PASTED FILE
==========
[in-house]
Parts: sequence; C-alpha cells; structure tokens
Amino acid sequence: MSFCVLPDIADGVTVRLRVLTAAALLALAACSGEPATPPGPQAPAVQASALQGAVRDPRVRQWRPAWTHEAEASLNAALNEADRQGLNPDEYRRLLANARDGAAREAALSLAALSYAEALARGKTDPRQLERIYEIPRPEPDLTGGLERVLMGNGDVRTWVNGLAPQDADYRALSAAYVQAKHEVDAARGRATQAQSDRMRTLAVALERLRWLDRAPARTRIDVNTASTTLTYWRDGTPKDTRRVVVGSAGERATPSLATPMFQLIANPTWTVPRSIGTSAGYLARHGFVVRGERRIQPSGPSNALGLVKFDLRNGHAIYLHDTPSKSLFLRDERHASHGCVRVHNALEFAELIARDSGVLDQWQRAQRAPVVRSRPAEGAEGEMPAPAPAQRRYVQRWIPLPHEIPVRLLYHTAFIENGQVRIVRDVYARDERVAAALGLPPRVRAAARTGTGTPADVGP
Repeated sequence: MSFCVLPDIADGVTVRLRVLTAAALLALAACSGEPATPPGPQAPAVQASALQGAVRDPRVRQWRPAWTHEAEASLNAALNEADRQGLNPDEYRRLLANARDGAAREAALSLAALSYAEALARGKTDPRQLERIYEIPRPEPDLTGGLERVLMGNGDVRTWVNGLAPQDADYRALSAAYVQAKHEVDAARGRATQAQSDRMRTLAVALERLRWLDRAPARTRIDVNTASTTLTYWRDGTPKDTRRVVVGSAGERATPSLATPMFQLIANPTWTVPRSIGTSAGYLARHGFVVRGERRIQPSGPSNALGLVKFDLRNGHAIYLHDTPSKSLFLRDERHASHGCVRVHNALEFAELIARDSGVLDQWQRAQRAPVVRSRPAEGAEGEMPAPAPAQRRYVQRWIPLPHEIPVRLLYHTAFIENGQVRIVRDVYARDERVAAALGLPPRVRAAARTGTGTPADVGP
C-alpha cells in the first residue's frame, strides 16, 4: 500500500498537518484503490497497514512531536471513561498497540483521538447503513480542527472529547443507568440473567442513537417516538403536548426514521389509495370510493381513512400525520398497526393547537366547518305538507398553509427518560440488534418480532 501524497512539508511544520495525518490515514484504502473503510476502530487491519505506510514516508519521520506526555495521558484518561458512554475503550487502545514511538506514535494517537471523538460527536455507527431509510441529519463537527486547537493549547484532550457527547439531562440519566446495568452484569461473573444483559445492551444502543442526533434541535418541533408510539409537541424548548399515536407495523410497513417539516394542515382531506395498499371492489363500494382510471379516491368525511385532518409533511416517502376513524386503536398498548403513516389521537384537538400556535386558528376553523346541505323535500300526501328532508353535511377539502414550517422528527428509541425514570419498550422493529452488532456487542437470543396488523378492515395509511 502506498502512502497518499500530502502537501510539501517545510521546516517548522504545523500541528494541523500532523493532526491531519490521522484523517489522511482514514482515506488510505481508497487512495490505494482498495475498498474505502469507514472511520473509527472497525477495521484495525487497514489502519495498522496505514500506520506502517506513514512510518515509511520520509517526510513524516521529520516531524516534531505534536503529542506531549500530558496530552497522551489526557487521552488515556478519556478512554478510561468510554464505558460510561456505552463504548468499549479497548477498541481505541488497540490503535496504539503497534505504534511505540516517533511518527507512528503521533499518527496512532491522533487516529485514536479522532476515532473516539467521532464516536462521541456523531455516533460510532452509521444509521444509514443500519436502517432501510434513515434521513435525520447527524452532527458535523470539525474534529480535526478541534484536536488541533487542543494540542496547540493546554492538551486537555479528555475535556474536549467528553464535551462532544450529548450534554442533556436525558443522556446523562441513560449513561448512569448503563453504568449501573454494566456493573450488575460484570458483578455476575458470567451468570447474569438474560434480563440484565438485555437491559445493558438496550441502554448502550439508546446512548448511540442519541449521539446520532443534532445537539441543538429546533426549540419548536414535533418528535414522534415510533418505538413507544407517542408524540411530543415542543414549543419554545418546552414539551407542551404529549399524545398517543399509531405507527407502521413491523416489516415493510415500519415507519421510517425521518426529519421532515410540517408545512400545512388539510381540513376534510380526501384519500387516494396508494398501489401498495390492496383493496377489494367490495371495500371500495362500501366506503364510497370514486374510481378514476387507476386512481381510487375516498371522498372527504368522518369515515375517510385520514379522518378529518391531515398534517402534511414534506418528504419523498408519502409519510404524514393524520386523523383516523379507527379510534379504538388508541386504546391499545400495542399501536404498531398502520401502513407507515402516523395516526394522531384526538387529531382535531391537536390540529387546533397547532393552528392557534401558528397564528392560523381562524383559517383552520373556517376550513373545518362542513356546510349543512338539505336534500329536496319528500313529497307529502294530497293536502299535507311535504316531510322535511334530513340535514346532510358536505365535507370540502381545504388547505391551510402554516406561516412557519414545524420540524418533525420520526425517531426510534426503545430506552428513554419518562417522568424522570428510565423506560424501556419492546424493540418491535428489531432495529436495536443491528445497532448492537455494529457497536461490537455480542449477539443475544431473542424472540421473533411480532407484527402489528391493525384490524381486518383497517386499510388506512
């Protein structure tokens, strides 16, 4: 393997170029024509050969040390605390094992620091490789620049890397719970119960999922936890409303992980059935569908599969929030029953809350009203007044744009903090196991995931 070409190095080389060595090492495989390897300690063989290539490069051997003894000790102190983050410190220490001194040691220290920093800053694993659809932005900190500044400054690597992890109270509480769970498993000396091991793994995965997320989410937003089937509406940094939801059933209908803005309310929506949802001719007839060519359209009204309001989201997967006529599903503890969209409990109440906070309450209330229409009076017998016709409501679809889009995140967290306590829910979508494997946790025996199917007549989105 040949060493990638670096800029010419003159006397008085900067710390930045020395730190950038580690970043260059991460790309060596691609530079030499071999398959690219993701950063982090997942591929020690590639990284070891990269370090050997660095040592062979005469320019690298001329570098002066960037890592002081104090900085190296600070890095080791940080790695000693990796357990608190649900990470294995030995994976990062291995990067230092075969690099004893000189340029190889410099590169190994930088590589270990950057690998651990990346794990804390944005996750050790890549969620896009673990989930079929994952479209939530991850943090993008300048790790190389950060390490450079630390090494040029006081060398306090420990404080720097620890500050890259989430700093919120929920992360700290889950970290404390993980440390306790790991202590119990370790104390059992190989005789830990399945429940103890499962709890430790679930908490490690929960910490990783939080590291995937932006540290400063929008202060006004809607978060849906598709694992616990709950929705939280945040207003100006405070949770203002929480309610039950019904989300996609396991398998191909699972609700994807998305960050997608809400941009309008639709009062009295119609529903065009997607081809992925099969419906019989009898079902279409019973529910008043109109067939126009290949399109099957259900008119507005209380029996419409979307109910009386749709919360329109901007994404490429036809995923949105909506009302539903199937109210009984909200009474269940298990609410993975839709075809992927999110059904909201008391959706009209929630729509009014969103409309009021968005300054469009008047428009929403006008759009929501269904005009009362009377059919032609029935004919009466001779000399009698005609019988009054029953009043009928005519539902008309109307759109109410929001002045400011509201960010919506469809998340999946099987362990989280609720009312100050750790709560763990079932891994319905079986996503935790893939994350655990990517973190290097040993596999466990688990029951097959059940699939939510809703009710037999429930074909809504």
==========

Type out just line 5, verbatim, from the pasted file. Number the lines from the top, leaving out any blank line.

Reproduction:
C-alpha cells in the first residue's frame, strides 16, 4: 500500500498537518484503490497497514512531536471513561498497540483521538447503513480542527472529547443507568440473567442513537417516538403536548426514521389509495370510493381513512400525520398497526393547537366547518305538507398553509427518560440488534418480532 501524497512539508511544520495525518490515514484504502473503510476502530487491519505506510514516508519521520506526555495521558484518561458512554475503550487502545514511538506514535494517537471523538460527536455507527431509510441529519463537527486547537493549547484532550457527547439531562440519566446495568452484569461473573444483559445492551444502543442526533434541535418541533408510539409537541424548548399515536407495523410497513417539516394542515382531506395498499371492489363500494382510471379516491368525511385532518409533511416517502376513524386503536398498548403513516389521537384537538400556535386558528376553523346541505323535500300526501328532508353535511377539502414550517422528527428509541425514570419498550422493529452488532456487542437470543396488523378492515395509511 502506498502512502497518499500530502502537501510539501517545510521546516517548522504545523500541528494541523500532523493532526491531519490521522484523517489522511482514514482515506488510505481508497487512495490505494482498495475498498474505502469507514472511520473509527472497525477495521484495525487497514489502519495498522496505514500506520506502517506513514512510518515509511520520509517526510513524516521529520516531524516534531505534536503529542506531549500530558496530552497522551489526557487521552488515556478519556478512554478510561468510554464505558460510561456505552463504548468499549479497548477498541481505541488497540490503535496504539503497534505504534511505540516517533511518527507512528503521533499518527496512532491522533487516529485514536479522532476515532473516539467521532464516536462521541456523531455516533460510532452509521444509521444509514443500519436502517432501510434513515434521513435525520447527524452532527458535523470539525474534529480535526478541534484536536488541533487542543494540542496547540493546554492538551486537555479528555475535556474536549467528553464535551462532544450529548450534554442533556436525558443522556446523562441513560449513561448512569448503563453504568449501573454494566456493573450488575460484570458483578455476575458470567451468570447474569438474560434480563440484565438485555437491559445493558438496550441502554448502550439508546446512548448511540442519541449521539446520532443534532445537539441543538429546533426549540419548536414535533418528535414522534415510533418505538413507544407517542408524540411530543415542543414549543419554545418546552414539551407542551404529549399524545398517543399509531405507527407502521413491523416489516415493510415500519415507519421510517425521518426529519421532515410540517408545512400545512388539510381540513376534510380526501384519500387516494396508494398501489401498495390492496383493496377489494367490495371495500371500495362500501366506503364510497370514486374510481378514476387507476386512481381510487375516498371522498372527504368522518369515515375517510385520514379522518378529518391531515398534517402534511414534506418528504419523498408519502409519510404524514393524520386523523383516523379507527379510534379504538388508541386504546391499545400495542399501536404498531398502520401502513407507515402516523395516526394522531384526538387529531382535531391537536390540529387546533397547532393552528392557534401558528397564528392560523381562524383559517383552520373556517376550513373545518362542513356546510349543512338539505336534500329536496319528500313529497307529502294530497293536502299535507311535504316531510322535511334530513340535514346532510358536505365535507370540502381545504388547505391551510402554516406561516412557519414545524420540524418533525420520526425517531426510534426503545430506552428513554419518562417522568424522570428510565423506560424501556419492546424493540418491535428489531432495529436495536443491528445497532448492537455494529457497536461490537455480542449477539443475544431473542424472540421473533411480532407484527402489528391493525384490524381486518383497517386499510388506512